Uneasy listening

`Get Carter' is a classic - and the soundtrack isn't bad either. Phil Johnson reports

Films: More sex please, we're British

Two films intent on exploring the reality of passion in the Nineties can't escape finger-wagging Sixties morality.

And the winner is...

Need a little help getting Best Picture at this month's Oscars? Jerry Pam has been pitching it where it matters for the past 40 years. By Tim Cornwell

The soft shoe shuffle

James Sherwood on Anello & David, purveyor of character shoes to the masses

New Films: Stella Does Tricks (18)

Director: Coky Giedroyc Starring: Kelly Macdonald, James Bolam, Hans Matheson, Ewan Stewart

Eat sandwiches in Jaws while 40ft monsters spit in the background

NEWS FROM THE NORTH SHORE

Pop Review: Crown Jools

Jools Holland

Mono Cafe Blue, Bristol

When Mono's debut single, "Life in Mono", came out last year, it seemed almost impossibly modish and beguilingly retro at the same time. A perfect pop song built on a slow, rumbling, trip-hoppy, dance beat, with a John Barry soundtrack sample (from The Ipcress File) forming the backdrop to a pouting female vocal, it was Portishead meets Francoise Hardy in Burt Bacharach's bio-morphic kitchen, as filmed by Richard Lester. By the time the album came out at the beginning of this month, however, the Zeitgeist had moved on and there was a danger that the group would be left wearing the conceptual equivalent of thin, black knitted ties when everyone else was into fat, silk kipper jobs. You could almost hear the sound of Burt's kitchen being stripped down for a Habitat rustic-pine re-fit. Happily, though, Mono's songs are built to last.

Mini for the millennium echoes miniskirt heyday

It was the first of its kind, a truly small car that could zip around the city streets and park in the smallest of spaces. The Mini, designed by Sir Alec Issigonis, became a symbol of the swinging Sixties when London was the hippest city in the world.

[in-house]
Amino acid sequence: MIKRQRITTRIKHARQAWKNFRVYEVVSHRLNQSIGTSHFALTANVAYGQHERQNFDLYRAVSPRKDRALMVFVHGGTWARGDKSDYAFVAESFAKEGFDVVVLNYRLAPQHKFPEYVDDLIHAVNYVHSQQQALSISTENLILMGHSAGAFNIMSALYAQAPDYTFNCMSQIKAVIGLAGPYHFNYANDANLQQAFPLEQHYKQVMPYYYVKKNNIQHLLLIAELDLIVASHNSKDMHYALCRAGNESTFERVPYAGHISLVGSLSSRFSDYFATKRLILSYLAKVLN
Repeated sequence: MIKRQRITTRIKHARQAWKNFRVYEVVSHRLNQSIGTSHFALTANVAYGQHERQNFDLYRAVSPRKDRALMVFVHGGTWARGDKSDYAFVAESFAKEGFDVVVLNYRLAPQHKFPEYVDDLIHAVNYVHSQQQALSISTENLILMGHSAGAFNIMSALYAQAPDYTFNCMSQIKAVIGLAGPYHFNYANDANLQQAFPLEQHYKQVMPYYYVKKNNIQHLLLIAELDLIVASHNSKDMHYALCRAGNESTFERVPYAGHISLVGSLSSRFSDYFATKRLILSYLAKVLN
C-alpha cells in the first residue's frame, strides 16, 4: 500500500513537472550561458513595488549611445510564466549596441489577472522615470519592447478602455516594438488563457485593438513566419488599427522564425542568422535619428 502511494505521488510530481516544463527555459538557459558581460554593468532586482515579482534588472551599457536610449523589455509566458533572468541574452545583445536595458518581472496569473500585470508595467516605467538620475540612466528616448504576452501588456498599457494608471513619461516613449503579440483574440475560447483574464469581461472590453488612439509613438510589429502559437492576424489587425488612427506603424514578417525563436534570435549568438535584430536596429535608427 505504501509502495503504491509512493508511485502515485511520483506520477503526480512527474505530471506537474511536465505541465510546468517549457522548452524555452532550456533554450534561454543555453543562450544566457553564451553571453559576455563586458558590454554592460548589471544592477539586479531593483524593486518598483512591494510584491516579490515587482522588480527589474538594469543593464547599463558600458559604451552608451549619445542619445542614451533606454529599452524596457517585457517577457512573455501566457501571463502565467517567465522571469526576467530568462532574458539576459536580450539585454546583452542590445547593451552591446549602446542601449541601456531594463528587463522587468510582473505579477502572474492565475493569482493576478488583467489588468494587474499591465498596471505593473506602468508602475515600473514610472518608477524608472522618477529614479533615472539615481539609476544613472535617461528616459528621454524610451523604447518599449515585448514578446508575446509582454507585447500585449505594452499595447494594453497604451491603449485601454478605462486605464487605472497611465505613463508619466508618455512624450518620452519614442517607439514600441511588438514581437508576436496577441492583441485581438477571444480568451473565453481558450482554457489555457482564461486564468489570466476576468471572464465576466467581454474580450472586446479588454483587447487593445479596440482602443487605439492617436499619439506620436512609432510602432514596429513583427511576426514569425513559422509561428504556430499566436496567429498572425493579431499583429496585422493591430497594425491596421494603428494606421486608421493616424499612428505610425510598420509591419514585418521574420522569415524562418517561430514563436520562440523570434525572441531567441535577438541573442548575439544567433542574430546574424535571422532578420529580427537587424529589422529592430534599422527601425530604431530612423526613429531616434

Car of the century

1. Gave the miniskirt its name.

THEATRE: The ninth life of Gray and Bates

Taken as a whole, there's something vaguely heroic about the Simon Gray-Alan Bates collaboration. It stretches back across nine stage and TV productions to Butley in 1971. The roles may always be different but they share enough between them to make each one attractively familiar: thought patterns, verbal tics, a taste for defensive jokes. If you discount the interruptions and provocations contributed by the rest of the characters, who will insist on strolling in and out of the plays, the Gray-Bates combo can be seen to have provided us with a 25-year monologue: an exhaustively witty self- examination of the anxieties and irritations that have troubled the middle- aged English male. This persona (constant but changing) is one of the most enjoyable creations of post-war British theatre. With Life Support, the latest instalment in the series, we find Gray and Bates in excellent form, and the Gray-Bates character - not surprisingly - in pretty bad shape.

Michael Caine won over by Blair's vision

There are signs that Tony Blair is winning over the monied classes. Michael Caine, the actor and restaurateur who spent several years of the last Labour government in tax exile, is staying put.

Nelson Mandela: the movie

It had to happen ... but who would have guessed that the Mandela story would inspire not one but three new films.

Formerly known as ...

What's in a name? Quite a lot if you're a six-foot gunslinger christened Marion. John Wayne wasn't the first or last to opt for a change, writes Ann Treneman

Italian Job description

Why would 200 people from as far apart as Arizona and Japan choose to drive more than 2,000 miles across Europe in ancient cars barely more powerful than lawn-mowers? Michael Booth joins them to find out
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